SEC Order. Moreover, the IC also testified that he did not believe that the Report was complete in the absence of Findings and he surmised that Stratton's counsel would complain if there was no factual support for the Recommendations.
The Court agrees with the IC that the Report is more complete with the inclusion of the Findings. It is undeniably in the interests of justice for a litigant to understand the foundation for the actions taken against it. In fact, it is highly commendable that the IC devoted a substantial amount of his Report to explain why he took the actions he did. The Findings clearly assist in a determination that the Recommendations are, indeed, appropriate. In fact, in the absence of Findings, there is a strong possibility that Stratton would have asserted that many of the Recommendations lacked a factual foundation.
Nonetheless, just as Stratton is accountable for its mandatory obligations under the SEC Order, the SEC must similarly be held to the words of its bargain. Cf. United States v. Western Elec. Co., 282 U.S. App. D.C. 271, 894 F.2d 430, 434 (D.C. Cir. 1990) ("Construction of a consent decree is governed by ordinary principles of contract law"). Although the SEC Order can be construed to authorize the inclusion of Findings in the published Report, the better interpretation is that it does not. The Report was to "detail the policies, practices and procedures specified in" Subsection "b". Notably, Subsection "b" only addresses the policies with which Stratton should comply in the future. The IC's review of the existing policies, practices and procedures at Stratton (upon which his Findings are based) is authorized by Subsection "a". The SEC Order does not authorize the IC to publish the results of his Subsection "a" review of the existing policies, practices and procedures at Stratton in the Report; the reference to Subsection "a" in Subsection "b" is merely to the "matters set forth in" Subsection "a", i.e., the seven enumerated areas of investigation.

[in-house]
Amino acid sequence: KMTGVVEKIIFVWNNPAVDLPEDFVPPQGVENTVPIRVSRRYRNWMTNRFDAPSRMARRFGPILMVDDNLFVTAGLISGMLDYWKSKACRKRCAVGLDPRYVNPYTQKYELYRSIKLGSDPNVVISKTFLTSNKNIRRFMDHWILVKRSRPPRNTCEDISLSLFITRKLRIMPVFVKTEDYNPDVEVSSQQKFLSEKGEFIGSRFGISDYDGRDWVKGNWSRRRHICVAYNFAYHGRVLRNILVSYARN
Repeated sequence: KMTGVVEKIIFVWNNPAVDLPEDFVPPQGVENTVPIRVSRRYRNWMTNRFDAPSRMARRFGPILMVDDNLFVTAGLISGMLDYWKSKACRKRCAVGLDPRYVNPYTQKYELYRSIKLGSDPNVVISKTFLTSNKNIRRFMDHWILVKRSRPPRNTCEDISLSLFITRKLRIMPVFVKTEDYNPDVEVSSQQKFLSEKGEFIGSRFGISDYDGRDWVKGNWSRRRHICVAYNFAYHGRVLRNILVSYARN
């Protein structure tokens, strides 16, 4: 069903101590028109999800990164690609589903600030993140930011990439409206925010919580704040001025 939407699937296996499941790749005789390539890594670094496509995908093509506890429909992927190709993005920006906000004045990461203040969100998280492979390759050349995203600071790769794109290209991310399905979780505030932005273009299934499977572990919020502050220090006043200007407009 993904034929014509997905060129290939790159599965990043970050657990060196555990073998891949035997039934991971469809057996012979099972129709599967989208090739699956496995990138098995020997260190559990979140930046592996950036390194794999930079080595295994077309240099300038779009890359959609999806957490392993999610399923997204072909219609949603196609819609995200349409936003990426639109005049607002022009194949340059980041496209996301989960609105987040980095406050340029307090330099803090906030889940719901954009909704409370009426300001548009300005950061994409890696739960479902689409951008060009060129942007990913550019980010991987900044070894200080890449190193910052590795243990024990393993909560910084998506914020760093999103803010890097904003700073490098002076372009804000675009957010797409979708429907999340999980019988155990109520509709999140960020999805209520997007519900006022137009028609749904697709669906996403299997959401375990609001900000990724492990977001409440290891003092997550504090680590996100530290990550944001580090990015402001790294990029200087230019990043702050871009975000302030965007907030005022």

Accordingly, the Findings and any other references in the Report to the Findings must be stricken from the Report before it may be released publicly. Nothing in this opinion, however, shall be construed by the IC as a license to modify the Recommendations (save for the deletion of any references to the Findings) or by Stratton as an excuse to fail to implement all of the Recommendations forthwith. To ensure that the Recommendations are "appropriate", the Findings shall be included in a sealed appendix which is not to be disseminated to the public.
For the reasons expressed above, it is hereby
ORDERED that Defendant Stratton Oakmont, Inc., and its officers, agents, servants, employees, attorneys, and those persons in active concert or participation with it who receive actual notice of this order by personal service or otherwise, and each of them, be and hereby are permanently enjoined from, directly or indirectly, violating the Securities and Exchange Commission's March 17, 1994 Order as set forth in the Order Instituting Public Administrative Proceedings, Making Findings and Imposing Remedial Sanctions, issued by the Securities and Exchange Commission on that date in In the Matter of Stratton, Oakmont, Inc., Jordan Belfort, Kenneth Greene and Daniel Porush, A.P. File No. 3-8321
; it is
FURTHER ORDERED that, if the SEC or the Independent Consultant intend to disseminate the Report publicly, they must produce a new Report that does not include the Findings or any references to the Findings. The Findings may be included as a sealed appendix to the Report that is not to be released to any entity other than the SEC, the Independent Consultant, Stratton or Stratton's counsel absent the agreement of the parties; and it is
FURTHER ORDERED that all documents filed under seal in this action shall remain under seal.
IT IS SO ORDERED.
February 28, 1995
JOYCE HENS GREEN
United States District Judge